• Re:Bribe (Score:3, Informative)

    by jeffgeno ( 737363 ) on Sunday February 27, 2011 @12:12PM (#35330852)
    The tools are free. You just have to pay to get your apps listed in the marketplace. $100 a year for up tp 100 apps. []

  • Re:Wow! (Score:5, Informative)

    by magical liopleurodon ( 1213826 ) on Sunday February 27, 2011 @12:59PM (#35331164)

    1)They find reading legal documents difficult
    2)They really want a job,and so are will to sacrifice for it,
    3) They aren't all that creative and don't have enough free time at home anyways.

    1) It's pretty obvious that you're signing your soul away. I signed one of these myself, but they're not valid in Minnesota. A number of states don't allow this. California is another one where even if you sign something like this, it cannot be enforced.

    And people actually sign this shit, that is the problem. It works against you because if you don't sign it, they throw you out. If EVERYONE refuses to sign it, the company is the one who is fucked.

    So many companies do this. If you're not in a state where it's unenforceable, the only leverage you have is starting your own company. Which I encourage, and when you all do do that, don't make your employees sign contracts like this.

  • Re:Bribe (Score:2, Informative)

    by Anonymous Coward on Sunday February 27, 2011 @01:01PM (#35331176)
    Do not play games

    Visual Studio Express is a game MS plays to lure people into the barbed wired fenced and armed patrolled prison yard. Google does not play this game. It uses Eclipse which is a professional IDE that caters to professional development and integration, a consistent environment that a professional can use on many different platforms. Apple uses XCode, another full featured IDE without the $1000 subscription fee to access basic documentation. Blackberry seems to also provide Eclipse plug ins and free simulators.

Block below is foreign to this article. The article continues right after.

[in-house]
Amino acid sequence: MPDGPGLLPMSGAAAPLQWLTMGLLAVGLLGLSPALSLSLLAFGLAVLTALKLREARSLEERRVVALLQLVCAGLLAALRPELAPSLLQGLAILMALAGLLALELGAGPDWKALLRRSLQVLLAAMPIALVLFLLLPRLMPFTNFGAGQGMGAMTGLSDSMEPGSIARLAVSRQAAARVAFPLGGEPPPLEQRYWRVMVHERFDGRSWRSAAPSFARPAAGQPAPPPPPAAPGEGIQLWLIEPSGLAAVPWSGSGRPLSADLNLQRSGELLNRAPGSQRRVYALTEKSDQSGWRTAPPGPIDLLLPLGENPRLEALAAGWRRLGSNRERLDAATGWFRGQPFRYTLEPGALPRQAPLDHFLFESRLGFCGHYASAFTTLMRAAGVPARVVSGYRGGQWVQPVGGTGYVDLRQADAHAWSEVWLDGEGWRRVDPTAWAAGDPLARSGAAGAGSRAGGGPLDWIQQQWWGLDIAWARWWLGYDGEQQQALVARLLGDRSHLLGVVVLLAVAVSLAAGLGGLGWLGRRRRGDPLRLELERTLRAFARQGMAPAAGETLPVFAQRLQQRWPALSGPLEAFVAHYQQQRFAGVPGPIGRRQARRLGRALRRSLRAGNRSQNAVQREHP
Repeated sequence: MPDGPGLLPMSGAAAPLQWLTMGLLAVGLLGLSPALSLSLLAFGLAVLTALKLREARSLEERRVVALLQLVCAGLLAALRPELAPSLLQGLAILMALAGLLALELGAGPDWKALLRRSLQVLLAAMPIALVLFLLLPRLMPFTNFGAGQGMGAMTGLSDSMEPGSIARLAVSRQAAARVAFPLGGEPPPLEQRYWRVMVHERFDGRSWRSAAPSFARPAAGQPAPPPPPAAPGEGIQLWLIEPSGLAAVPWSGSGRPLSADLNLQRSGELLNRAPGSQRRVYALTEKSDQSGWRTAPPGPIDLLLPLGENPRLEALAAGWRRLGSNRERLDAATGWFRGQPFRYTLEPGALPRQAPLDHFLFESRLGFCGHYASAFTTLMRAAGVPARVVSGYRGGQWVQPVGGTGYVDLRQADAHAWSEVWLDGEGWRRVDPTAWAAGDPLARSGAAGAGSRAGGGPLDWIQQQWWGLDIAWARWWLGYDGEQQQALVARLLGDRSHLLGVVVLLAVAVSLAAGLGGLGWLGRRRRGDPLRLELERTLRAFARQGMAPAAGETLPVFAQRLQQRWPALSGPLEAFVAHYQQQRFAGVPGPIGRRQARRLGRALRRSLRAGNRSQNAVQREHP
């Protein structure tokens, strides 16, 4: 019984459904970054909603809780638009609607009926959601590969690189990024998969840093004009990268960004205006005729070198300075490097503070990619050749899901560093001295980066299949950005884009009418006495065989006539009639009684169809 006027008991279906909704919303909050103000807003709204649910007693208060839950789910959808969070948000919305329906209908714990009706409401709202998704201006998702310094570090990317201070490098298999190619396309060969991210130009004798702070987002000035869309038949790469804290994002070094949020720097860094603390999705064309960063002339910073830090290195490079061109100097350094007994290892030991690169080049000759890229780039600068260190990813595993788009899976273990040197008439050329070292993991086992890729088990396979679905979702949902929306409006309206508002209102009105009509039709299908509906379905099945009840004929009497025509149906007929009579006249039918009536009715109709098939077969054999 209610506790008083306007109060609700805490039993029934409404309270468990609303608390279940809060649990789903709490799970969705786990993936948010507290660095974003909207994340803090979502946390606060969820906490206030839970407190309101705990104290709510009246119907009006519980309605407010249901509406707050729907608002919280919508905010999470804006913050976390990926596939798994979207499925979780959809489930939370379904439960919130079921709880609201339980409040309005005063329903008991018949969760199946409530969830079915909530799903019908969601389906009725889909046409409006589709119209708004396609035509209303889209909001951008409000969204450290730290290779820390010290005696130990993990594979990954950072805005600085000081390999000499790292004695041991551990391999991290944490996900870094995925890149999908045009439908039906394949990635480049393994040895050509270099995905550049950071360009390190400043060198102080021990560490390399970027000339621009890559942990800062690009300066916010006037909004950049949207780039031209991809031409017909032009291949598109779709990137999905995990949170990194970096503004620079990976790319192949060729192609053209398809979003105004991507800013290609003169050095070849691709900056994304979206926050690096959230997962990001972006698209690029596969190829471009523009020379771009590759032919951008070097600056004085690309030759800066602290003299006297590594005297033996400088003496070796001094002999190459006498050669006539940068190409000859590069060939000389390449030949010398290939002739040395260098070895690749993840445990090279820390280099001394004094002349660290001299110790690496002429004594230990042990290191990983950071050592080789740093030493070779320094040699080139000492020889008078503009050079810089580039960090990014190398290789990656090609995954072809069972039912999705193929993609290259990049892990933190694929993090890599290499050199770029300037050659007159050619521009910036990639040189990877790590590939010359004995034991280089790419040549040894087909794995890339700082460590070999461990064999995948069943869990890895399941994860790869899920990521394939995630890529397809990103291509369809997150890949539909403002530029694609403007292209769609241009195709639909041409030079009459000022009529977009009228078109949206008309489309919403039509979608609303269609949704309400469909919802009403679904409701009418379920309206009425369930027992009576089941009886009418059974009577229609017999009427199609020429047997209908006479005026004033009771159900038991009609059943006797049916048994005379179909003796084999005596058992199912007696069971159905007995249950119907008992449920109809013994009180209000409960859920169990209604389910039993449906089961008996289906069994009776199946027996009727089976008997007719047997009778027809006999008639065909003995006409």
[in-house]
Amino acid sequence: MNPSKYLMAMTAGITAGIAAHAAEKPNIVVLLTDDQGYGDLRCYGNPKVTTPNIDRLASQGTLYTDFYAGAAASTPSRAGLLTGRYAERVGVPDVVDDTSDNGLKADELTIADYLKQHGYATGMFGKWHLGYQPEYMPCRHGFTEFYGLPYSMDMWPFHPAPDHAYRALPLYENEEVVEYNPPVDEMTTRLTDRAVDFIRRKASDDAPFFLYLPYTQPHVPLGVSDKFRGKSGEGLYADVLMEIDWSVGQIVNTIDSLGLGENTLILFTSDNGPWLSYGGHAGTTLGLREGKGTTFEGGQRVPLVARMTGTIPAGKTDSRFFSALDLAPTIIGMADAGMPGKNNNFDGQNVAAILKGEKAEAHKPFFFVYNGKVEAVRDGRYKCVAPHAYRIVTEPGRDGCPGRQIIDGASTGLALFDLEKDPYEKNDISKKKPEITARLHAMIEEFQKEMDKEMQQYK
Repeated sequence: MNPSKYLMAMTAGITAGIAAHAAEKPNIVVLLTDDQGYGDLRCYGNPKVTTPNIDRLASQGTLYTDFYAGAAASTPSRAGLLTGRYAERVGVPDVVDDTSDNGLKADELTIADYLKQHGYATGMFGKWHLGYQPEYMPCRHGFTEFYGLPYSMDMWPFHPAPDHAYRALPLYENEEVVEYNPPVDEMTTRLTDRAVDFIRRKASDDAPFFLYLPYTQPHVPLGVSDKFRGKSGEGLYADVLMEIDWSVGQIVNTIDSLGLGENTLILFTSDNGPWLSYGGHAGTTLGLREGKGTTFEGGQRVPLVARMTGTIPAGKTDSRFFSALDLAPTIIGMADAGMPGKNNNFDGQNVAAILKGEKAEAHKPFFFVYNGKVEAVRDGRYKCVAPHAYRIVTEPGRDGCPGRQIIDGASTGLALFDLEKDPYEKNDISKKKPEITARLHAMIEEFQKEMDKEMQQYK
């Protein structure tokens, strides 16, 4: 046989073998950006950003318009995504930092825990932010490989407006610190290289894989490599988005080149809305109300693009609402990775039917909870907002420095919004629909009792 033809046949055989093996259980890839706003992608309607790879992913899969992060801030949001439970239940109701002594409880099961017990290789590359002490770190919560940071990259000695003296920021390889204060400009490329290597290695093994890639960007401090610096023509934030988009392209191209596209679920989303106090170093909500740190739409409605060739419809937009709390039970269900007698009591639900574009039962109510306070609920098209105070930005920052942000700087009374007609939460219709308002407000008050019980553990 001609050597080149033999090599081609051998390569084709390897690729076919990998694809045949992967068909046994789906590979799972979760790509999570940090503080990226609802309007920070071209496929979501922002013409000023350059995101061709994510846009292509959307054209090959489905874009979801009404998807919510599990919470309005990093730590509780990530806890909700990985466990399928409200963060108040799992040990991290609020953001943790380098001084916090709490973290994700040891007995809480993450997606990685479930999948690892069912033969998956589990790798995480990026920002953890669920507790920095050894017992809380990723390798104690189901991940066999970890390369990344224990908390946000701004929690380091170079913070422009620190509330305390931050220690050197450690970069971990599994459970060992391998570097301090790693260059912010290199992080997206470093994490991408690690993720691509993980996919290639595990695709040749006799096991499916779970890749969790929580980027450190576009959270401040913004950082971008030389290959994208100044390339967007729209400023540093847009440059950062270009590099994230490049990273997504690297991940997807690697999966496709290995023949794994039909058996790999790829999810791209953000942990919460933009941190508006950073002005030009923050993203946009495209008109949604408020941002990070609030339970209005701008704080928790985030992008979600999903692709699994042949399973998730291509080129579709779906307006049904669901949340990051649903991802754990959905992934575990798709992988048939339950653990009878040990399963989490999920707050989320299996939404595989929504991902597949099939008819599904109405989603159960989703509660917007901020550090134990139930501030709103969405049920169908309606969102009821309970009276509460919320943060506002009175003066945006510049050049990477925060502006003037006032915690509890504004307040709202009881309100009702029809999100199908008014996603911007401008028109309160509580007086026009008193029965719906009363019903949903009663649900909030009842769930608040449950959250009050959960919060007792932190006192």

So it seems that MS is the only major smart phone that requires upfront payment for full development tools. This was good business in Windows with 90% market share and when IDE were a cool thing. Now, when the IDE is basic functionality, and MS mobile devices sell in the thousands, not millions, it seems like a bad idea.

  • Re:Wow! (Score:5, Informative)

    by VertigoAce ( 257771 ) on Sunday February 27, 2011 @04:13PM (#35332508)

    The 30% is the cut that Microsoft takes from every app on the WP7 marketplace (same as Apple does with their app store). Employees get the same 70% that third party developers get.

    The people I work with had the opposite reaction from what you suggest. The policy removed the uncertainty around moonlighting in this case and encouraged people to start developing apps. I don't think this would have been against policy in any case, but most employees aren't going to spend the time talking to their manager, legal, and HR just to get approval to release a $0.99 app.